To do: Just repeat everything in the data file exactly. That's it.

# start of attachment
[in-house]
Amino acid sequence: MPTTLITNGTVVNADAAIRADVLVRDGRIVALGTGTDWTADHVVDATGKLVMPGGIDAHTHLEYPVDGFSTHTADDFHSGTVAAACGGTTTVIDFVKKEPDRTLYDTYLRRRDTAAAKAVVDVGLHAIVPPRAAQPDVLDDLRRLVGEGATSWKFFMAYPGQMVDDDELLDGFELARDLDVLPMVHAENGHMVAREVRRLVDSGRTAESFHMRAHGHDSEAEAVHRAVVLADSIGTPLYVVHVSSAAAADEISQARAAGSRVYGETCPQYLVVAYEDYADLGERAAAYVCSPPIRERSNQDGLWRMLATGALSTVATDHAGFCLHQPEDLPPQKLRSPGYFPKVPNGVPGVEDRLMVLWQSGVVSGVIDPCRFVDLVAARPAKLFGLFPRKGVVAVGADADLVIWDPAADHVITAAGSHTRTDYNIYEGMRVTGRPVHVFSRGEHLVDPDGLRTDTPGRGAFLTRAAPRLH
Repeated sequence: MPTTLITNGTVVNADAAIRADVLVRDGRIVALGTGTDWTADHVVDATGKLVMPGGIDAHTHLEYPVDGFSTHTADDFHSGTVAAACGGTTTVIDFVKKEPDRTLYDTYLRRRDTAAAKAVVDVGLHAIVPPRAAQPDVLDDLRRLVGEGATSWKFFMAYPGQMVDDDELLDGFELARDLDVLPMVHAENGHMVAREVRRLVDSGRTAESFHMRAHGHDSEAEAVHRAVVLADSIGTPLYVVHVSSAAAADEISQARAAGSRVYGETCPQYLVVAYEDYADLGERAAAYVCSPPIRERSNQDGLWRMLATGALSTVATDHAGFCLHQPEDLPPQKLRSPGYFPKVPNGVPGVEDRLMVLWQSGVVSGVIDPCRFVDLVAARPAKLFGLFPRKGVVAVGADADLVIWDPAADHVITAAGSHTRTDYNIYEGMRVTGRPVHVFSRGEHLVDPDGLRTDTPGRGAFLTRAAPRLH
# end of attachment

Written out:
[in-house]
Amino acid sequence: MPTTLITNGTVVNADAAIRADVLVRDGRIVALGTGTDWTADHVVDATGKLVMPGGIDAHTHLEYPVDGFSTHTADDFHSGTVAAACGGTTTVIDFVKKEPDRTLYDTYLRRRDTAAAKAVVDVGLHAIVPPRAAQPDVLDDLRRLVGEGATSWKFFMAYPGQMVDDDELLDGFELARDLDVLPMVHAENGHMVAREVRRLVDSGRTAESFHMRAHGHDSEAEAVHRAVVLADSIGTPLYVVHVSSAAAADEISQARAAGSRVYGETCPQYLVVAYEDYADLGERAAAYVCSPPIRERSNQDGLWRMLATGALSTVATDHAGFCLHQPEDLPPQKLRSPGYFPKVPNGVPGVEDRLMVLWQSGVVSGVIDPCRFVDLVAARPAKLFGLFPRKGVVAVGADADLVIWDPAADHVITAAGSHTRTDYNIYEGMRVTGRPVHVFSRGEHLVDPDGLRTDTPGRGAFLTRAAPRLH
Repeated sequence: MPTTLITNGTVVNADAAIRADVLVRDGRIVALGTGTDWTADHVVDATGKLVMPGGIDAHTHLEYPVDGFSTHTADDFHSGTVAAACGGTTTVIDFVKKEPDRTLYDTYLRRRDTAAAKAVVDVGLHAIVPPRAAQPDVLDDLRRLVGEGATSWKFFMAYPGQMVDDDELLDGFELARDLDVLPMVHAENGHMVAREVRRLVDSGRTAESFHMRAHGHDSEAEAVHRAVVLADSIGTPLYVVHVSSAAAADEISQARAAGSRVYGETCPQYLVVAYEDYADLGERAAAYVCSPPIRERSNQDGLWRMLATGALSTVATDHAGFCLHQPEDLPPQKLRSPGYFPKVPNGVPGVEDRLMVLWQSGVVSGVIDPCRFVDLVAARPAKLFGLFPRKGVVAVGADADLVIWDPAADHVITAAGSHTRTDYNIYEGMRVTGRPVHVFSRGEHLVDPDGLRTDTPGRGAFLTRAAPRLH